1. 0 ≤ P (A) ≤ 1

2. P (S) = 1

3. If E1 , E2 , ... are mutually exclusive, then

∞

[ ∞

X

P( Ei ) = P (Ei )

i=1 i=1

– From the above axioms we immediately have the following probability laws:

For events A, B in sample space S,

1. P (A) = 1 − P (Ac ).

Proof: A and Ac are mutually exclusive and A ∪ Ac = S, so 1 = P (S) = P (Ac ∪ A) =

P (Ac ) + P (A).

2. P (A ∪ B) = P (A) + P (B) − P (A ∩ B)

Proof: exercise.

Exercise. One card is selected from a deck of 52. What’s the probability that

3

2. The card is a diamond?

3. The card has a face on it?

4. The card is an diamond ace?

5. The card is a diamond without a face?

6. The card is an ace, or the card has a face on it?

Solution:

#A

1. Let this event be A, P (A) = #S

= 4/52.

#B

2. Let this event be B, P (B) = #S

= 13/52.

#C

3. Let this event be C, P (C) = #S

= 12/52.

4. P (A ∩ B) = 1/52

5. P (B ∩ C c ) = 10/52

6. P (A ∪ C) = P (A) + P (C) = 4/52 + 12/52 = 16/52.

• Last time:

– Event: (measurable) subset of sample space;

– Things about set: cardinality, countability, power set ...;

– Axioms of assignment of probability;

#A

– If all the outcomes of an experiment are equally likely to happen, then P (A) = #S

,

”frequncy of occurence”.

• More on Sets:

– Notations:

∗ Write a set as{enumeration of elements} or {typical element: requirements of the

element}, e.g. E = {2z : z ∈ Z}

4

∗ Write s ∈ S if s is an element of S; A is a subset of S if ∀a ∈ A, a ∈ S, denoted as

A ⊂ S. Note ∅ ⊂ S, S ⊂ S.

∗ The intersection of sets A and B, denoted as A ∩ B = {x : x ∈ A, and x ∈ B};

the union of A and B, A ∪ B = {x : x ∈ A, or x ∈ B}, the complement of A,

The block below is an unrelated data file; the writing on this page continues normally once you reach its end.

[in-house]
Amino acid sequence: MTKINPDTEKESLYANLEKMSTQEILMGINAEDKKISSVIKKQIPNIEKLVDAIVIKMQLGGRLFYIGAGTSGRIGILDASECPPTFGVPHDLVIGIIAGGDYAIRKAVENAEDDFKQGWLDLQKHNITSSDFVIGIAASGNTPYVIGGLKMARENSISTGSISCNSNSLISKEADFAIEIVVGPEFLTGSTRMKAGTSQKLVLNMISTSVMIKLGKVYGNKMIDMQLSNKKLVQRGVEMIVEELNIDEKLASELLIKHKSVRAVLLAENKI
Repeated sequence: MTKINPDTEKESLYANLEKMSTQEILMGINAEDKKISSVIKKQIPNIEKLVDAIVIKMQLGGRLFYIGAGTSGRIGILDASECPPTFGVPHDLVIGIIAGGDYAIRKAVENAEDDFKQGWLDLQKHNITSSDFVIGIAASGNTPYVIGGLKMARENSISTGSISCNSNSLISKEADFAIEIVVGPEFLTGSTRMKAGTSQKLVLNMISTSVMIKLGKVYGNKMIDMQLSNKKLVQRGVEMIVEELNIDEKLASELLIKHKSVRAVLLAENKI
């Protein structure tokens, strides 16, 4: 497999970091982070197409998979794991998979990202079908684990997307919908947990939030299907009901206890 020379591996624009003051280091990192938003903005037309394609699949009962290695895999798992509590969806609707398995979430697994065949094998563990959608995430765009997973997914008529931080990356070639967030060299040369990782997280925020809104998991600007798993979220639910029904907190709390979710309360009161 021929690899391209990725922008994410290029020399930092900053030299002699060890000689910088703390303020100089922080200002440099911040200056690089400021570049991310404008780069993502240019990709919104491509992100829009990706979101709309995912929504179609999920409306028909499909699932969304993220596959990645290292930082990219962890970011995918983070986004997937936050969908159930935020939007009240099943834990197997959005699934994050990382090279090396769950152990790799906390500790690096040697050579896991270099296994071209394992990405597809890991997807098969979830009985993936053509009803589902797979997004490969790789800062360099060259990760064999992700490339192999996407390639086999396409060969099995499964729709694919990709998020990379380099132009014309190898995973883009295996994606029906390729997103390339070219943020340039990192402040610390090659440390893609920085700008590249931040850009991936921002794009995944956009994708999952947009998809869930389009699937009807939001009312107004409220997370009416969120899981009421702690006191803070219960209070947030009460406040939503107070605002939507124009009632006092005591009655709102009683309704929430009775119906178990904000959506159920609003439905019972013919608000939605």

Ac = {s : s ∈ S, s ∈

/ A}.

∗ De-Morgan Law: (A ∩ B)c = Ac ∪ B c , (A ∪ B)c = Ac ∩ B c .

∗ Venn-Diagrams of sets.

1, 2, ..., n, step i can be done in mi ways, then this procedure can be done in m1 m2 ...mn

ways.

– Addition principle: If a procedure can be done in n kinds of methods, for each i =

1, 2, ..., n, method i can be done in mi ways, then this procedure can be done in m1 +

m2 + ... + mn ways.

– Permutation: An ordered arrangement of r items selected from n distinct items is called

a permutation of n distinct items taken r at a time, or “permute r from n”, denoted as

Pnr . By applying the multiplication principle we can see that

n!

Pnr = n(n − 1)...(n − r + 1) =

(n − r)!

tion or n distinct items taken r at a time, or “choose r from n”, denoted as Cnr or nr .

Exercises:

1. What’s the number of ways to choose 3 letter sequences using ‘a, b, c, d, e,f’ ?

(a) allow repetition;

(b) no repetition;

(c) no repetition and must contain ‘a’;

(d) with repetition and must contain ‘a’.

Solution:

(a) 6 × 6 × 6 = 63 (multiplication principle).

5

(b) 6 × 5 × 4(P36 ).

(c) 5 × 4 + 5 × 4 + 5 × 4 (multiplication principle and addition principle).

(d) 63 − 53 .

2. A box contains 7 distinct balls numbered 1 through 7. Balls 1,2,3 are blue, 4,5 are red

and 6,7 are green. Find the number of selections of three balls which contain at least

two blue balls.

Solution 1: Choose the two blue balls in 32 = 3 ways, then choose the remaining ball in

5

1

= 5 ways. By the multi. principle, the answer is 3 × 5 = 15.

Solution 2: Each selection is one of the following:

(a) Three blue balls: 1 way;

(b) Blue balls (1,2) plus one ball of another color: 4 ways;

(c) Blue balls (2,3) plus one ball of another color: 4 ways;

(d) Blue balls (3,1) plus one ball of another color: 4 ways;

1+4+4+4 = 13 (addition principle).

So, Which is correct?

3. Find the nubmer of ways to sit n people at a table. What if there’s one couple that must

sit next to each other? (Seats are undistinguishable)

Solution: